• For peripheral bone infection and prosthetic joint infection, white blood cell and magnetic resonance imaging have individually demonstrated the highest diagnostic performance over other imaging modalities. • Two evidence- and expert-based diagnostic flowcharts involving variable combination of laboratory tests, biopsy methods, and radiological and nuclear medicine imaging modalities are proposed by a multi-society expert panel. • Clinical application of these flowcharts depends on several factors, such as the benefit for the patient, local experience, costs, and availability.

 

Link to publication

Although the polymyxins became available in the 1950s, interest in them as salvage therapy for multidrug-resistant and extensively drug-resistant gram-negative infections recently reemerged. However, the lack of standard drug development procedures in the 1950s resulted in significant confusion surrounding their current use.

To address this confusion and provide practitioners with a guide to the optimal clinical use of the polymyxin antibiotics, a diverse, international panel of 18 experts convened over the past 24 months to reach a consensus on therapeutic recommendations.

At the public consultation phase, ESCMID and EUCAST members provided many helpful comments, and ESCMID finally endorsed the consensus document, which provides the first guidance on appropriate investigation and treatment strategies in this patient population, targeting all stakeholders involved in the clinical use of the polymyxin antibiotics, colistin (polymyxin E) and polymyxin B, for the treatment of bacterial infections in adults.

 

Link to publication

11 September 2017

ESCMID endorses the ERS guidelines for the management of adult bronchiectasis

The guideline is the first international guideline discussing the management of adult patients with clinically significant bronchiectasis. Specifically the document aims to provide guidance on the appropriate investigation and treatment strategies in this patient population, targeting all stakeholders involved in bronchiectasis care.

Through the concerted effort of a multidisciplinary group of clinicians under the lead of James D. Chalmers, nine key clinical questions were generated. After conducting a systematic review of the evidence for each question, the quality of evidence was evaluated and the level of recommendation defined. The resulting full text can be accessed through the following page.

Full reference: European Respiratory Society guidelines for the management of adult bronchiectasis. Polverino E, Goeminne PC, McDonnell MJ, Aliberti S, Marshall SE, Loebinger MR, Murris M, Cantón R, Torres A, Dimakou K, De Soyza A, Hill AT, Haworth CS, Vendrell M, Ringshausen FC, Subotic D, Wilson R, Vilaró J, Stallberg B, Welte T, Rohde G, Blasi F, Elborn S, Almagro M, Timothy A, Ruddy T, Tonia T, Rigau D, Chalmers JD. Eur Respir J. 2017 Sep 9;50(3). pii: 1700629. doi: 10.1183/13993003.00629-2017. Print 2017 Sep.  

15 March 2017

Surviving sepsis campaign: international guidelines for management of severe sepsis and septic shock: 2016

Crit Care Med. 2017 Mar;45(3):486-552

Intensive Care Med. 2017 Mar;43(3):304-377

ESCMID endorses this guideline.

This guideline came together by the concerted effort of 55 international experts, divided into 5 groups. Each group addressed one of the following topics: hemodynamics, infection, adjunctive therapies, metabolism, and ventilation. The resulting document contains 93 statements on early management and resuscitation of patients with sepsis or septic shock, 32 strong recommendations, 39 weak recommendations and 18 best-practice statements.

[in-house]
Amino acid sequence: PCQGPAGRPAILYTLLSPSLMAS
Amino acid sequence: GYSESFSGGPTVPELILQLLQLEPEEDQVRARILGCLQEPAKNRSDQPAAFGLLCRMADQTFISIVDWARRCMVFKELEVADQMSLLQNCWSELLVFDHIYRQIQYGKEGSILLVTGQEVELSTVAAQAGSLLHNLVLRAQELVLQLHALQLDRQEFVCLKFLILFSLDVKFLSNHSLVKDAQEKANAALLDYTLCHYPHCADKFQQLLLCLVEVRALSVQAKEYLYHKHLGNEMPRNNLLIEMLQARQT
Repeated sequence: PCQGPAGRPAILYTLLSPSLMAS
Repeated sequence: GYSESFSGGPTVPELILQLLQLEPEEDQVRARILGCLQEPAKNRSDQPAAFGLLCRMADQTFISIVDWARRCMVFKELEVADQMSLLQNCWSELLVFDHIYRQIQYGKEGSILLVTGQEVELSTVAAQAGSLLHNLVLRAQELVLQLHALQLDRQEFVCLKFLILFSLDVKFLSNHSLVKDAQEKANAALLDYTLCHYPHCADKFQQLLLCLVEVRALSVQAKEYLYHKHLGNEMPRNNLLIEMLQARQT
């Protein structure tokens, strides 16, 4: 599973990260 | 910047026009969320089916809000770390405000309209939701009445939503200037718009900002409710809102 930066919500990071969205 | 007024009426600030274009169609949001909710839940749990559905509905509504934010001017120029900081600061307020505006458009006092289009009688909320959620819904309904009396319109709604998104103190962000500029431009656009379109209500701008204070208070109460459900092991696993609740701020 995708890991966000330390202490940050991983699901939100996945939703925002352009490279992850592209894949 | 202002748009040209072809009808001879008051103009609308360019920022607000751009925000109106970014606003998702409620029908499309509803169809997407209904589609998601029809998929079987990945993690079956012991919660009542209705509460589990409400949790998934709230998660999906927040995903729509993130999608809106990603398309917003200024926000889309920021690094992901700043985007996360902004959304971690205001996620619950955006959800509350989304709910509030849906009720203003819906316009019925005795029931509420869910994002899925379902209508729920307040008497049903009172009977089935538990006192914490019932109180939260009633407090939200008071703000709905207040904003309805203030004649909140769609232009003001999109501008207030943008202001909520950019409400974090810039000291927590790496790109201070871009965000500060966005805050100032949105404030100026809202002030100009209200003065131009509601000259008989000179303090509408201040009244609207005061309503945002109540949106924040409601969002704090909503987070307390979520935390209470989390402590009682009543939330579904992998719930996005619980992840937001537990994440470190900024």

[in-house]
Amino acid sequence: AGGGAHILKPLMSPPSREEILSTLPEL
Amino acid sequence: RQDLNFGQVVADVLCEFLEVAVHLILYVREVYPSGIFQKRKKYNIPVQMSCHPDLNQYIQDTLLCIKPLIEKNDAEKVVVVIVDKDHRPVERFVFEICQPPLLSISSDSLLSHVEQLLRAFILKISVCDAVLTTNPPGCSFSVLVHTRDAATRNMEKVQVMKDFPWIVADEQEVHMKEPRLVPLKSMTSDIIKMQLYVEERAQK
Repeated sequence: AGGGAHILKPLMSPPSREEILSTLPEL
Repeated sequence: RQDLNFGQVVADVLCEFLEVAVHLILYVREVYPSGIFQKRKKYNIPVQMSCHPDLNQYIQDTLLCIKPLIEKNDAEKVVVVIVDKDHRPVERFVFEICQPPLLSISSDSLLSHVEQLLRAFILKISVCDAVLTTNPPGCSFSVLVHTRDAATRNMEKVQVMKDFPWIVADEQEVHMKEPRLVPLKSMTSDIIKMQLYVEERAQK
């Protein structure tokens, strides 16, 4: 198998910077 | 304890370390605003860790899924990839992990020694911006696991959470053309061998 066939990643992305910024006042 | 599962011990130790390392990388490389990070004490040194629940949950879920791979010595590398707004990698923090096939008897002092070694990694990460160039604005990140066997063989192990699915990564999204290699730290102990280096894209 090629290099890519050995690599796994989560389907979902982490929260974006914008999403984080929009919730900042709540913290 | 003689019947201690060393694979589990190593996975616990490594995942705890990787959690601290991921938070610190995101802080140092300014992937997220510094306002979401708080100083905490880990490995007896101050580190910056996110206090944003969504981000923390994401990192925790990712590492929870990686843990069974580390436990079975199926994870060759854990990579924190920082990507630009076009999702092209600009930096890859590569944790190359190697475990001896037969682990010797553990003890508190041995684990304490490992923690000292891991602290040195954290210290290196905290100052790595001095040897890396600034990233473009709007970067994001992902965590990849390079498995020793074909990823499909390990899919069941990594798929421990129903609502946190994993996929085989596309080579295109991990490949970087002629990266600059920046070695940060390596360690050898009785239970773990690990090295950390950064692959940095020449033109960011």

Of note, in this version, information on the management of pediatric SSC patients was omitted. This matter will be discussed in a separate publication by the SCCM and the ESICM.

Written by the HIV in Europe initiative that is directed by an independent group of experts which has come together to work for optimal testing and earlier care for HIV in Europe. ESCMID endorses this guidance.

The objectives of the guidance are to:

  • Encourage and support the inclusion of indicator condition-guided HIV testing in national HIV testing strategies, taking into account the local HIV prevalence, ongoing testing programmes and the local healthcare setting;
  • Recommend approaches and practical tools for education and training of healthcare professionals on overcoming barriers to recommending an HIV test.

[Picture © HIV in Europe: HIV Indicator Conditions: Guidance for Implementing HIV Testing in Adults in Health Care Settings]

 

Full text

HIV in Europe initiative website

Guidelines on Prevention, Diagnosis and Treatment of Infective Endocarditis

Gilbert Habib (Chairperson); Bruno Hoen; Pilar Tornos; Franck Thuny; Bernard Prendergast; Isidre Vilacosta; Philippe Moreillon; Manuel de Jesus Antunes; Ulf Thilen; John Lekakis; Maria Lengyel; Ludwig Muller; Christoph K. Naber; Petros Nihoyannopoulos; Anton Moritz; Jose Luis Zamorano, EHJ 2009;30:2369-2413

download

Short statement of the first European consensus conference on the treatement of chronic hepatitis B and C in HIV Co-infected patients

A. Alberti et al., J Hepatol 2005 42: 615-624

download

Crit Care Med. 2013 Feb;41(2):580-637.

ESCMID endorses this guidance.

Strong agreement existed among a large cohort of international experts regarding many level 1 recommendations for the best care of patients with severe sepsis. Although a significant number of aspects of care have relatively weak support, evidence-based recommendations regarding the acute management of sepsis and septic shock are the foundation of improved outcomes for this important group of critically ill patients.

Surviving sepsis campaign: international guidelines for management of severe sepsis and septic shock: 2008

Dellinger RP, Mitchell ML, Carlet JM et al., Crit Care Med 2008 36: 296-327

download

Do you need funding for guideline production?

Detailed guidance is provided in the ESCMID Operating Procedures for Medical Guidelines.

EOPs for Medical Guidelines